Electronic health records have become a popular means for replacing tedious and time-consuming paper-based procedures that are used in practices and hospitals across the country. While recent surveys and studies have shown that providers who have implemented EHR systems are seeing streamlined workflows and reduced medical errors, there are still some common myths that have surfaced about the technology.
If you are a physician who has yet to replace your paper procedures with more advanced electronic processes made available through EHRs, you should know exactly what EHRs can do for your practice and what to expect in terms of safety and efficiency. Here is the truth about a few myths regarding the outcomes of EHR implementation that you may run into during your research prior to making the investment.
1. Implementing your EHR can wait
If you haven't introduced an EHR system to your practice, waiting will only set you and your staff back more. While most practices see a high return on investment after implementing EHR technology, the initial training process can take a lot of effort and time, as you have to make sure that your staff is prepared and feels comfortable with the system. With deadlines like the stage 3 meaningful use standards quickly approaching, you should know the ins and outs of your EHR to meet these requirements and to receive incentives from the Centers for Medicare and Medicaid Services.
The ICD-10 deadline is also just a few short weeks away. Having the technology to assist your staff in making a smooth transition to this new coding system is important to preventing setbacks and penalties from the federal government. Make sure that you consider these dates when determining when to invest in your system.
2. Computers interfere with patient interactions
Many doctors who have yet to use an EHR system in their practices are under the impression that entering patient information into a computer during appointments takes away from face-to-face time with patients. According to Healthcare IT News, reports have shown that the opposite is true.
"A good EMR allows a doctor to spend more time with a patient and less with paperwork," Molly Merrill, associate editor of Healthcare IT News, said. "Plus, patients can get real-time access to their own health records online through the doctor's EMR system."
Physicians have reported having more patient data at their fingertips at appointments than they used to with paper documents, which enables them to ask more questions and ultimately enhances communication between them and their patients. Doctors are also able to show patients their medical records to clear up any questions they have or to compare old lab results with new ones.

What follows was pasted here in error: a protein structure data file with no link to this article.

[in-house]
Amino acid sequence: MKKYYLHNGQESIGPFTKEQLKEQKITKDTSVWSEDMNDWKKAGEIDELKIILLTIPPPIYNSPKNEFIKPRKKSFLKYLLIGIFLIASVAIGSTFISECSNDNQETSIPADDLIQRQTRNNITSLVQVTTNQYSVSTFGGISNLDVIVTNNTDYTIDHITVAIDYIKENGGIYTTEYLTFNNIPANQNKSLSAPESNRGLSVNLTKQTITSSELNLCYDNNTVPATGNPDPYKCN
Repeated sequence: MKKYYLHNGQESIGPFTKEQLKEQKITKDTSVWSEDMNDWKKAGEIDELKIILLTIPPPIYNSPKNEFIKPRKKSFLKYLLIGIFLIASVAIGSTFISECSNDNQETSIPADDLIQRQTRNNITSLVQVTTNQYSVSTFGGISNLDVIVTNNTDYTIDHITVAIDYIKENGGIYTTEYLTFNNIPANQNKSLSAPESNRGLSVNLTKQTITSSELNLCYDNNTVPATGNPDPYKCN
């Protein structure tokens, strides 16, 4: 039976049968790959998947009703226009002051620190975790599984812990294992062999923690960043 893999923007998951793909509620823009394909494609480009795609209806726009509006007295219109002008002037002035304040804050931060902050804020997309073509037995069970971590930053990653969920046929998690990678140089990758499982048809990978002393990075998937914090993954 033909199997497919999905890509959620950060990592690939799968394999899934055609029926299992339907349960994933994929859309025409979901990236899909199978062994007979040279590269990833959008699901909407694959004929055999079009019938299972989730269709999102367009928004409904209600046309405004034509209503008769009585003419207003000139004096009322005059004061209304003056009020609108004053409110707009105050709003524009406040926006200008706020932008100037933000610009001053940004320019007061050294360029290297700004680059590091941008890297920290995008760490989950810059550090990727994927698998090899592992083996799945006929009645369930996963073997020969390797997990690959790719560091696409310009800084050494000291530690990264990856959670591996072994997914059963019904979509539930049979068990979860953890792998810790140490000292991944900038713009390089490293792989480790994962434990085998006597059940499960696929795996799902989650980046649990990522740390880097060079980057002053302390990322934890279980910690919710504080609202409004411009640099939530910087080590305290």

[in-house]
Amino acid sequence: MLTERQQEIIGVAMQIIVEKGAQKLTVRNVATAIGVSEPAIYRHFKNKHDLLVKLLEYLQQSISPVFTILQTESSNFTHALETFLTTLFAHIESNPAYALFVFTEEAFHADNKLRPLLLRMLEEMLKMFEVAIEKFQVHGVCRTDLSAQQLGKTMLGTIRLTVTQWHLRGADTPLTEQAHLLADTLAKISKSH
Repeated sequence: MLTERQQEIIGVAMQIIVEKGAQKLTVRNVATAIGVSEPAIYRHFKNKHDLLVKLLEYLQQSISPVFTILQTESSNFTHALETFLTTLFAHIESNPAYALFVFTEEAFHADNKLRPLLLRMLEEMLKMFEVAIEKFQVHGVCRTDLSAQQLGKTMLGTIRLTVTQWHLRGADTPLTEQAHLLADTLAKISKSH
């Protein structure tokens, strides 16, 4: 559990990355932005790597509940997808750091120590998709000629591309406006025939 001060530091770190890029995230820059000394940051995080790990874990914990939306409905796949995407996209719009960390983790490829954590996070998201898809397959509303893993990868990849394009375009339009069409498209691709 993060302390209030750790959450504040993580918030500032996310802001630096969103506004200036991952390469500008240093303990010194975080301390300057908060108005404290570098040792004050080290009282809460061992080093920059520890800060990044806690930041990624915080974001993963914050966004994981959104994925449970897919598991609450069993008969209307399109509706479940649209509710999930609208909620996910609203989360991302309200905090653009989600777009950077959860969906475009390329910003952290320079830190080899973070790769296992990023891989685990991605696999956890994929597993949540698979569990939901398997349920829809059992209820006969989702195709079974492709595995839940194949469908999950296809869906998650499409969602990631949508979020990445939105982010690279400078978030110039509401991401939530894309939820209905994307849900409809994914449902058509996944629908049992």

3. There is little difference between EHR systems
While there are EHR systems that offer more of a one-size-fits-all solution for providers, this type of system does not have to be the one you invest in. There are EHRs that were designed for specialty practices with features that cater to that specialty's exact needs and workflows. These often work best for specialties like orthopedic and pediatric offices, as they usually do not want to have to navigate through documents and processes that they do not use with their patients.
4. Loss of productivity during implementation will cause major setbacks
One of the most common myths out there about EHR implementation is that it will cause dramatic setbacks for practices because so much productivity is lost while staffs work to learn the new systems. However, Becker's Health IT and CIO Review explained that while this can be the case for practices that are poorly managed and unprepared, a well-managed implementation project usually lowers productivity by less than 5 percent. Four months after the installation of the EHR, providers will return to full pre-implementation productivity.
5. EHRs present a security risk
The digitalization of charts and patient documentation allows for stricter regulations by the Health Insurance Portability and Accountability Act compared to what was possible for paper charts. Login permissions lower the risk that sensitive patient information will end up in the wrong hands or viewed by someone who does not have permission to do so. Data is also at a lower risk of being lost, as most EHRs back up documents and track when they were accessed to enhance security. One of the best advantages to switching important paper documents to electronic forms is that they are protected from natural disasters like floods and fires where they would be destroyed as paper documents.
While implementing an EHR system is an investment that you should consider carefully, it is one that will provide high ROI and a number of additional benefits like increased patient engagement. Do not be fooled by these five common myths. Use the facts explained by professional experts to point you in the right direction.